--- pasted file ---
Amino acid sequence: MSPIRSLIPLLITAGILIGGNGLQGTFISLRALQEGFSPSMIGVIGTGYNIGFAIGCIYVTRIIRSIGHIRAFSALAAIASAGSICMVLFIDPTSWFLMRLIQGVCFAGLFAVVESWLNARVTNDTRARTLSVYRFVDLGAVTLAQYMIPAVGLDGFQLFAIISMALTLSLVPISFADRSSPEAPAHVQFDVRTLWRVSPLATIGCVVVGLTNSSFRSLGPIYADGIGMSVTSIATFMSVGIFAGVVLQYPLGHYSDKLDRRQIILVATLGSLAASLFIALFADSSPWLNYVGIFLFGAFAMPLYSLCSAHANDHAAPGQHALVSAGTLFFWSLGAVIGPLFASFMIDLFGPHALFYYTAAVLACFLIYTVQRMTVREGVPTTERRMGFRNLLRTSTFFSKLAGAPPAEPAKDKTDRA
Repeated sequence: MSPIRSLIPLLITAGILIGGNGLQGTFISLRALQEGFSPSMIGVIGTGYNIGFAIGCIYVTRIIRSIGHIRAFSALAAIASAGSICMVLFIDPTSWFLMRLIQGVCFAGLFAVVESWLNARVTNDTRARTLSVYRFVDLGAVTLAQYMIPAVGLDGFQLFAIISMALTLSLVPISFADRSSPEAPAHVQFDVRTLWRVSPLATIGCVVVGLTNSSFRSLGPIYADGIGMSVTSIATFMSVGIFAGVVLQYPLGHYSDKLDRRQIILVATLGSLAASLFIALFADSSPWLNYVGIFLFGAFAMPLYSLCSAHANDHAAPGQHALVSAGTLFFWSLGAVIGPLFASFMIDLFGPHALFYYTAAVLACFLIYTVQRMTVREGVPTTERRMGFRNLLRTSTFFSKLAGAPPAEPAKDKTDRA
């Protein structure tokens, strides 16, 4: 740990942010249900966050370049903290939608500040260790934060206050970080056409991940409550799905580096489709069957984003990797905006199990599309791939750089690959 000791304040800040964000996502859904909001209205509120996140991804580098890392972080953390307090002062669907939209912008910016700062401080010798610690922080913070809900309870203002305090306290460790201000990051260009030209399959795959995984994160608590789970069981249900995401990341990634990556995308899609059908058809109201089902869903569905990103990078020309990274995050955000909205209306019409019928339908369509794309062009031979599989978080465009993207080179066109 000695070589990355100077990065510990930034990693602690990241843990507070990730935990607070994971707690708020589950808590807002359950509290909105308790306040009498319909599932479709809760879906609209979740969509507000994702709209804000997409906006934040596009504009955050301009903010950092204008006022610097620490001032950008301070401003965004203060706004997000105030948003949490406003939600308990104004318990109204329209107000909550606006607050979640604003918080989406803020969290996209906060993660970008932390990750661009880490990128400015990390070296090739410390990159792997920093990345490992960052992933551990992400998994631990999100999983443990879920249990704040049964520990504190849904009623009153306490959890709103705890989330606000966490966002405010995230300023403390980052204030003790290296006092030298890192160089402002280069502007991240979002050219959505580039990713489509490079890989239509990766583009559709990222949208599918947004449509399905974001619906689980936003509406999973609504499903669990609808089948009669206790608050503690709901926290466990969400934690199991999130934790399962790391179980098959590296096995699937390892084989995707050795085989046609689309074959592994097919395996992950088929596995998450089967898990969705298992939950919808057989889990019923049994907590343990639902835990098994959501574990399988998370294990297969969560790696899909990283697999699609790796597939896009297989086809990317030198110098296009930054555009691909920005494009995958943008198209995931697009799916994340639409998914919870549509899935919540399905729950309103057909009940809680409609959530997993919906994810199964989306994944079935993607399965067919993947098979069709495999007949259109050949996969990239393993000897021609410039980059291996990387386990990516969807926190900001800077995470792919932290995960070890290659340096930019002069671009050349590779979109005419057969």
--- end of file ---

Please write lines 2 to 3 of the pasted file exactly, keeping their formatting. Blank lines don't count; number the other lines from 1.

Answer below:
Repeated sequence: MSPIRSLIPLLITAGILIGGNGLQGTFISLRALQEGFSPSMIGVIGTGYNIGFAIGCIYVTRIIRSIGHIRAFSALAAIASAGSICMVLFIDPTSWFLMRLIQGVCFAGLFAVVESWLNARVTNDTRARTLSVYRFVDLGAVTLAQYMIPAVGLDGFQLFAIISMALTLSLVPISFADRSSPEAPAHVQFDVRTLWRVSPLATIGCVVVGLTNSSFRSLGPIYADGIGMSVTSIATFMSVGIFAGVVLQYPLGHYSDKLDRRQIILVATLGSLAASLFIALFADSSPWLNYVGIFLFGAFAMPLYSLCSAHANDHAAPGQHALVSAGTLFFWSLGAVIGPLFASFMIDLFGPHALFYYTAAVLACFLIYTVQRMTVREGVPTTERRMGFRNLLRTSTFFSKLAGAPPAEPAKDKTDRA
């Protein structure tokens, strides 16, 4: 740990942010249900966050370049903290939608500040260790934060206050970080056409991940409550799905580096489709069957984003990797905006199990599309791939750089690959 000791304040800040964000996502859904909001209205509120996140991804580098890392972080953390307090002062669907939209912008910016700062401080010798610690922080913070809900309870203002305090306290460790201000990051260009030209399959795959995984994160608590789970069981249900995401990341990634990556995308899609059908058809109201089902869903569905990103990078020309990274995050955000909205209306019409019928339908369509794309062009031979599989978080465009993207080179066109 000695070589990355100077990065510990930034990693602690990241843990507070990730935990607070994971707690708020589950808590807002359950509290909105308790306040009498319909599932479709809760879906609209979740969509507000994702709209804000997409906006934040596009504009955050301009903010950092204008006022610097620490001032950008301070401003965004203060706004997000105030948003949490406003939600308990104004318990109204329209107000909550606006607050979640604003918080989406803020969290996209906060993660970008932390990750661009880490990128400015990390070296090739410390990159792997920093990345490992960052992933551990992400998994631990999100999983443990879920249990704040049964520990504190849904009623009153306490959890709103705890989330606000966490966002405010995230300023403390980052204030003790290296006092030298890192160089402002280069502007991240979002050219959505580039990713489509490079890989239509990766583009559709990222949208599918947004449509399905974001619906689980936003509406999973609504499903669990609808089948009669206790608050503690709901926290466990969400934690199991999130934790399962790391179980098959590296096995699937390892084989995707050795085989046609689309074959592994097919395996992950088929596995998450089967898990969705298992939950919808057989889990019923049994907590343990639902835990098994959501574990399988998370294990297969969560790696899909990283697999699609790796597939896009297989086809990317030198110098296009930054555009691909920005494009995958943008198209995931697009799916994340639409998914919870549509899935919540399905729950309103057909009940809680409609959530997993919906994810199964989306994944079935993607399965067919993947098979069709495999007949259109050949996969990239393993000897021609410039980059291996990387386990990516969807926190900001800077995470792919932290995960070890290659340096930019002069671009050349590779979109005419057969």